“This is evident in various eco-friendly island projects around the world. One of the best-known examples is Samsø in Denmark, which is home to around 4,000 people.
We didn’t like the idea that somebody would exploit the wind that we were living with – Søren Hermansen
“We didn’t like the idea that somebody would exploit the wind that we were living with,” explains Søren Hermansen, chief executive of the Samsø Energy Academy. He describes how, by the year 2000, the islanders had banded together to raise money – partly through a bank loan – to pay for 11 wind turbines that they themselves would own. Now, Samsø sells surplus energy back to the Danish grid and the loan has been paid back “a long time ago”.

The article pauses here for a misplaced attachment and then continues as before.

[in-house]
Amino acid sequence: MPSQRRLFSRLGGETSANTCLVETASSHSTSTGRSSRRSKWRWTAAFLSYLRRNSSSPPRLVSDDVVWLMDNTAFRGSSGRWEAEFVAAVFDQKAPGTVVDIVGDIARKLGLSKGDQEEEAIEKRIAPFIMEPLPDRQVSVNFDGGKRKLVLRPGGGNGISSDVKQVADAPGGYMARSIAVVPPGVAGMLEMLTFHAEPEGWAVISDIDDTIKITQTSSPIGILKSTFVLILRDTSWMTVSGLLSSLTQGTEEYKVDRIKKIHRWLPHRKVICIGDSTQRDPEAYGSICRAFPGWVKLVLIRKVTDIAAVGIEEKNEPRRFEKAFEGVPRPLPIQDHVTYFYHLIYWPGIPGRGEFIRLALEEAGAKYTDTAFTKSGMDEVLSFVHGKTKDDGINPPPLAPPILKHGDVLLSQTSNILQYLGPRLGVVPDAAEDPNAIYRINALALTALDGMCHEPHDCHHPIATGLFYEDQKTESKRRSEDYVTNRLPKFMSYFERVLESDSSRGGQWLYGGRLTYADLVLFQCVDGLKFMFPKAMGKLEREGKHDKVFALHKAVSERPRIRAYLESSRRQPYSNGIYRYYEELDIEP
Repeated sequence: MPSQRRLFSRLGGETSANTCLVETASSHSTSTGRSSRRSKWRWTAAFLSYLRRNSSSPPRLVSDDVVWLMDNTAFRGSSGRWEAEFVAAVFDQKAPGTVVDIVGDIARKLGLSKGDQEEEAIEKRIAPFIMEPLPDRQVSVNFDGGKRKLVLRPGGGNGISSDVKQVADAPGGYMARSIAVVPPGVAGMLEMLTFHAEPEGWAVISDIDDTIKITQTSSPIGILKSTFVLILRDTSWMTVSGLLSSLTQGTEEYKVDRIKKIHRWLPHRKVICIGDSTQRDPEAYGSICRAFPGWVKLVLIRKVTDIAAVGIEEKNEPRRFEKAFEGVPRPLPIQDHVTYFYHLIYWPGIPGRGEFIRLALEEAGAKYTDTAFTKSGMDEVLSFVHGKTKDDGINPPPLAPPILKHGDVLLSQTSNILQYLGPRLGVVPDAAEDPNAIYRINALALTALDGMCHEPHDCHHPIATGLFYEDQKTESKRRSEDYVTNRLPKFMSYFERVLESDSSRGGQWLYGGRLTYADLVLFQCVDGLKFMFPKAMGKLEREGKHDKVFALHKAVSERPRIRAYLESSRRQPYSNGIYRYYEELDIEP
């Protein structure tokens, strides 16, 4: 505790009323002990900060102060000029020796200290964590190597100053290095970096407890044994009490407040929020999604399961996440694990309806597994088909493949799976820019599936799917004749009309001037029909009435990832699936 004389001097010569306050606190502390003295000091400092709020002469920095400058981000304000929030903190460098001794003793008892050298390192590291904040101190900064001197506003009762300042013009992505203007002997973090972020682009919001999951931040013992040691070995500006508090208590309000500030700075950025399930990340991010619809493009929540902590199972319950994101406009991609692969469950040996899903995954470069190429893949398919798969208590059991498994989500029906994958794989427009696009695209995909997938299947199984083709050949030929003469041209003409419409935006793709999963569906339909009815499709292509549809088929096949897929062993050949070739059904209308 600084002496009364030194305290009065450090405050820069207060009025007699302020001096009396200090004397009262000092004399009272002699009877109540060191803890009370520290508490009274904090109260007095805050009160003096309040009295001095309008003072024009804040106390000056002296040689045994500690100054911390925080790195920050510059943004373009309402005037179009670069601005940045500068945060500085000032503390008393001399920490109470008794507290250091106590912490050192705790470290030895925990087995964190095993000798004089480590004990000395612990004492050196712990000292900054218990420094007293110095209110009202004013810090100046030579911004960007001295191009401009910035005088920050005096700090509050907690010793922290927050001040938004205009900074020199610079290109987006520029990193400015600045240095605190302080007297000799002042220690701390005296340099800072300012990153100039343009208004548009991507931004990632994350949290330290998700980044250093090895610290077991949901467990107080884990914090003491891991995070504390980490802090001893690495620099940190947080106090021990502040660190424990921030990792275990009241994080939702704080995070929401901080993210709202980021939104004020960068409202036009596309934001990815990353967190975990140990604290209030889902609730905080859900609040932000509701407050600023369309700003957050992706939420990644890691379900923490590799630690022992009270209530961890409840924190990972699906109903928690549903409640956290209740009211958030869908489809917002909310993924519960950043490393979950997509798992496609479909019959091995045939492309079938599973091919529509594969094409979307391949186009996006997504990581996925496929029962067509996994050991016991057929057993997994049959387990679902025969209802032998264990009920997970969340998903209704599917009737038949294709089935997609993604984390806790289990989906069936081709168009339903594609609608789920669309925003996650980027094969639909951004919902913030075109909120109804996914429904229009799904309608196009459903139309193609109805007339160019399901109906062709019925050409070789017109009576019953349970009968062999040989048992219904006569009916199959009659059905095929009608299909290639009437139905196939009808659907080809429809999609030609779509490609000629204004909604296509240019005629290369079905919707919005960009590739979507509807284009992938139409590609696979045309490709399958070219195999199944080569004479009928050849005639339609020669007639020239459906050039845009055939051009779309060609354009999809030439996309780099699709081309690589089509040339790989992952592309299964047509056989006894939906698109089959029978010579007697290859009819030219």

Waste straw from farms on the island, another renewable resource, is also burned to provide heating for multiple villages. Hermansen has considered heat pumps as an alternative that might be even greener, though this would likely require more electricity purchased from the mainland, thus threatening the island’s status as energy self-sufficient. Plus, leaving the straw to decompose rather than burning it could potentially lead to slightly higher greenhouse gas emissions.”